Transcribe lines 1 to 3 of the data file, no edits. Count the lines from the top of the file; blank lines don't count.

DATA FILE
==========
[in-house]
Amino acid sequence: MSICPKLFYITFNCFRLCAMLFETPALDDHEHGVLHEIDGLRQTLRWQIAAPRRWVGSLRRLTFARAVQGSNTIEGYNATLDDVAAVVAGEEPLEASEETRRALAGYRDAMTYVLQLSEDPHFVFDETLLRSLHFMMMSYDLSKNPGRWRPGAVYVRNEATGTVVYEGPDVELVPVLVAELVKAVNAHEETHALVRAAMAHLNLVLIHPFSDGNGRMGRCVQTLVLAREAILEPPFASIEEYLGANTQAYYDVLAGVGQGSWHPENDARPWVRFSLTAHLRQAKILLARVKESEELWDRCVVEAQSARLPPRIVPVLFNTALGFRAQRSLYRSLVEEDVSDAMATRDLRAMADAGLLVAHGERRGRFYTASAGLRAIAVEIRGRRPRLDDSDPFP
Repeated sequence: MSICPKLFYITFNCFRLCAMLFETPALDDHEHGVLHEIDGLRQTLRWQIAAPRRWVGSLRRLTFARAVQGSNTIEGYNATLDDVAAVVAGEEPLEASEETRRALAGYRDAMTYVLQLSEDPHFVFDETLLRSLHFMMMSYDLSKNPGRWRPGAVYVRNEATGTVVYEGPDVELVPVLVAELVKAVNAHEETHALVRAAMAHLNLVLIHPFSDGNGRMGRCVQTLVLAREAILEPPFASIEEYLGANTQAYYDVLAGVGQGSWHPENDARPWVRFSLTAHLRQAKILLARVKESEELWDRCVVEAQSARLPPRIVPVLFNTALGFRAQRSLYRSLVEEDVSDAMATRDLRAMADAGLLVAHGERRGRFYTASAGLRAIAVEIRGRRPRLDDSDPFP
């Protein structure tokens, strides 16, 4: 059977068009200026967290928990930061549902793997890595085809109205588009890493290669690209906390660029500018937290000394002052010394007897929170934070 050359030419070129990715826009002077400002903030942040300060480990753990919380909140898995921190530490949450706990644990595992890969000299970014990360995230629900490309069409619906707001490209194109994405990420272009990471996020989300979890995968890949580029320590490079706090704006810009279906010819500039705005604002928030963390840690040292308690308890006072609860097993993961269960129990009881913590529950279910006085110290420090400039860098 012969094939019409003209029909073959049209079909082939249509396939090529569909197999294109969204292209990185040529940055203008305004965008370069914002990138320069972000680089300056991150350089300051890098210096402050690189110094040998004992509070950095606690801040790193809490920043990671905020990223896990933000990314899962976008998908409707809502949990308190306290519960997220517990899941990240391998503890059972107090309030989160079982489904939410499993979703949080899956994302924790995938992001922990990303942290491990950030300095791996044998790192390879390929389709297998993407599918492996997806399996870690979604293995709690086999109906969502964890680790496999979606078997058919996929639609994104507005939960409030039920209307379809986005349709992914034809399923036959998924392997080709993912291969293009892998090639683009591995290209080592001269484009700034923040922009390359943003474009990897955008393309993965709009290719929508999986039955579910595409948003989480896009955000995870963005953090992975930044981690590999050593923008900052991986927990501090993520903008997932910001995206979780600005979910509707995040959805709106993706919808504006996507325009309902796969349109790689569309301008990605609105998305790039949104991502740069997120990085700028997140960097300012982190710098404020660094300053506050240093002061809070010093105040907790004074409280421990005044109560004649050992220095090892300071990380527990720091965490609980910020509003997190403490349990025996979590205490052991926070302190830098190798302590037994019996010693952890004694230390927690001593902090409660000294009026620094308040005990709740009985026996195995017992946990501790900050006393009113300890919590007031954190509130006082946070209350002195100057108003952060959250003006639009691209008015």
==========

[in-house]
Amino acid sequence: MSICPKLFYITFNCFRLCAMLFETPALDDHEHGVLHEIDGLRQTLRWQIAAPRRWVGSLRRLTFARAVQGSNTIEGYNATLDDVAAVVAGEEPLEASEETRRALAGYRDAMTYVLQLSEDPHFVFDETLLRSLHFMMMSYDLSKNPGRWRPGAVYVRNEATGTVVYEGPDVELVPVLVAELVKAVNAHEETHALVRAAMAHLNLVLIHPFSDGNGRMGRCVQTLVLAREAILEPPFASIEEYLGANTQAYYDVLAGVGQGSWHPENDARPWVRFSLTAHLRQAKILLARVKESEELWDRCVVEAQSARLPPRIVPVLFNTALGFRAQRSLYRSLVEEDVSDAMATRDLRAMADAGLLVAHGERRGRFYTASAGLRAIAVEIRGRRPRLDDSDPFP
Repeated sequence: MSICPKLFYITFNCFRLCAMLFETPALDDHEHGVLHEIDGLRQTLRWQIAAPRRWVGSLRRLTFARAVQGSNTIEGYNATLDDVAAVVAGEEPLEASEETRRALAGYRDAMTYVLQLSEDPHFVFDETLLRSLHFMMMSYDLSKNPGRWRPGAVYVRNEATGTVVYEGPDVELVPVLVAELVKAVNAHEETHALVRAAMAHLNLVLIHPFSDGNGRMGRCVQTLVLAREAILEPPFASIEEYLGANTQAYYDVLAGVGQGSWHPENDARPWVRFSLTAHLRQAKILLARVKESEELWDRCVVEAQSARLPPRIVPVLFNTALGFRAQRSLYRSLVEEDVSDAMATRDLRAMADAGLLVAHGERRGRFYTASAGLRAIAVEIRGRRPRLDDSDPFP